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Hello all
I'm a C++/Java developer and have no idea about .net or GUIs. I need to develop a windows app for 2000/XP/Vista/7.

I think I've come to conclusion that C# is the best and the fastest way to go (please correct me if I'm wrong). What do you recommend? Which GUI approach should I learn? (Forms? Any other stuff?)

Is it the best way to compile in .net 2.0 mode? It's going to be an application for the public to download.

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9 Answers 9

up vote 5 down vote accepted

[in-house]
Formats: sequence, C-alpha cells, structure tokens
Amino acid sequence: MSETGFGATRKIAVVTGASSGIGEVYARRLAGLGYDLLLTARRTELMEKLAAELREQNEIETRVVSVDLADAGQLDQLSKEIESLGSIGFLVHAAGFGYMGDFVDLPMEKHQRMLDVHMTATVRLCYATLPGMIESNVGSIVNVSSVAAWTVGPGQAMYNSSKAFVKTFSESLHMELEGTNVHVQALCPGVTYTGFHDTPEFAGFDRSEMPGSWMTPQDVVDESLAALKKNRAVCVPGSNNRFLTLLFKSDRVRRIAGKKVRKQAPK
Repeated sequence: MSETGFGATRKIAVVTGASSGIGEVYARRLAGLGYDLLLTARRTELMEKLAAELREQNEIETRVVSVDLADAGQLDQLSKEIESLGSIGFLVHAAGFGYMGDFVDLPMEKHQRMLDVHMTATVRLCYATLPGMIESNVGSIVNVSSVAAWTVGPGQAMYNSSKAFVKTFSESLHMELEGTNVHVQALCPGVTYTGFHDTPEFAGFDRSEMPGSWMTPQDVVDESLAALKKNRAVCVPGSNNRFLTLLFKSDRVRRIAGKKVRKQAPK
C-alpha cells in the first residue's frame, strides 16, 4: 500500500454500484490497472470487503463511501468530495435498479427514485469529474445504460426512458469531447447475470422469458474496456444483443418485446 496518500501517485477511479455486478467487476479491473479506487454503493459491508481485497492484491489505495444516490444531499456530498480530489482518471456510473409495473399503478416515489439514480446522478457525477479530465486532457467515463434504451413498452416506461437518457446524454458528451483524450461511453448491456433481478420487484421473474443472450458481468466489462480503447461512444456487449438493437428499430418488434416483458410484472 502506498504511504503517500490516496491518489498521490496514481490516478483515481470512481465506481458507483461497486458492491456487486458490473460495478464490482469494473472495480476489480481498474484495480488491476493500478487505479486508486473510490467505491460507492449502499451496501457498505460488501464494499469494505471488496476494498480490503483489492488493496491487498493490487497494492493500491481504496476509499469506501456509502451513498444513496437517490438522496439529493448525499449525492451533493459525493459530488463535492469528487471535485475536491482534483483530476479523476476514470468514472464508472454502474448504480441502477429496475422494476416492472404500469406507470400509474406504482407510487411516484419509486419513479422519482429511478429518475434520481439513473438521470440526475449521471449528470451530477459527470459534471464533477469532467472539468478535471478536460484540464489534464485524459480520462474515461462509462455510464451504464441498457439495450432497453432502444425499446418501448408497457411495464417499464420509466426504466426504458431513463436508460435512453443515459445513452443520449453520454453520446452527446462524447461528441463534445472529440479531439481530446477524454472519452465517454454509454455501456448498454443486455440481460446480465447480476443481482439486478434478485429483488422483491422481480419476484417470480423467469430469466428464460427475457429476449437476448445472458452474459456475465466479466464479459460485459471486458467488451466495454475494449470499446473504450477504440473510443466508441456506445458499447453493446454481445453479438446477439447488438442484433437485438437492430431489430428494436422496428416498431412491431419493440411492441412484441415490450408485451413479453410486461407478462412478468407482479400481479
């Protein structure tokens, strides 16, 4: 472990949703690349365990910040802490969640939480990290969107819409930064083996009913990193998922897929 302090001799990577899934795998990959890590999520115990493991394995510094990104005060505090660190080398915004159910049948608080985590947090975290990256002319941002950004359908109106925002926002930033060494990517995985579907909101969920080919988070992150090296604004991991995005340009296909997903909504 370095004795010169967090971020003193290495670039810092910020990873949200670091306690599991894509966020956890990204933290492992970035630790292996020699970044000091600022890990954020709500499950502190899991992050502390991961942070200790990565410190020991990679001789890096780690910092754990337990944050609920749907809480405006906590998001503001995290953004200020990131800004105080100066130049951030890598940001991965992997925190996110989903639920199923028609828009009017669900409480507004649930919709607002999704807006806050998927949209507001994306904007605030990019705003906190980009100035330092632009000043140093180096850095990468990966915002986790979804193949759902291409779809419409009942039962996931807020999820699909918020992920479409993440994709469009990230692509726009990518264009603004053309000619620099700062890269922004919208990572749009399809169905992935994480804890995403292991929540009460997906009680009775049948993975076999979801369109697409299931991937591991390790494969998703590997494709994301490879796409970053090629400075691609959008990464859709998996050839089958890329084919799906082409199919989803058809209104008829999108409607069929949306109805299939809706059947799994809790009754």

In my personal development experience Windows Forms is just about as easy as it gets when it comes to rapidly deploying a GUI application on Windows. WPF is of course another option, but using it would likely require you spend some time familiarizing yourself with XAML. Windows Forms look and feel like a lot of the available GUI options for Java, it's just much better than the majority of them, in my opinion.

If you want the fastest possible GUI development time in .NET, Windows Forms is it.

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I disagree. WPF is faster, especially if coming from a web background. The WPF design story is much nicer as well as having at least as good code access as WinForms. –  codekaizen Jan 6 '10 at 22:07
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I disagree with codekaizen. If we're talking speed, WinForms is way faster for someone who hasn't met either. Plus, the visual designers actually work and do not require a separate program (that would be Blend) to use. –  Dmitri Nesteruk Jan 6 '10 at 22:13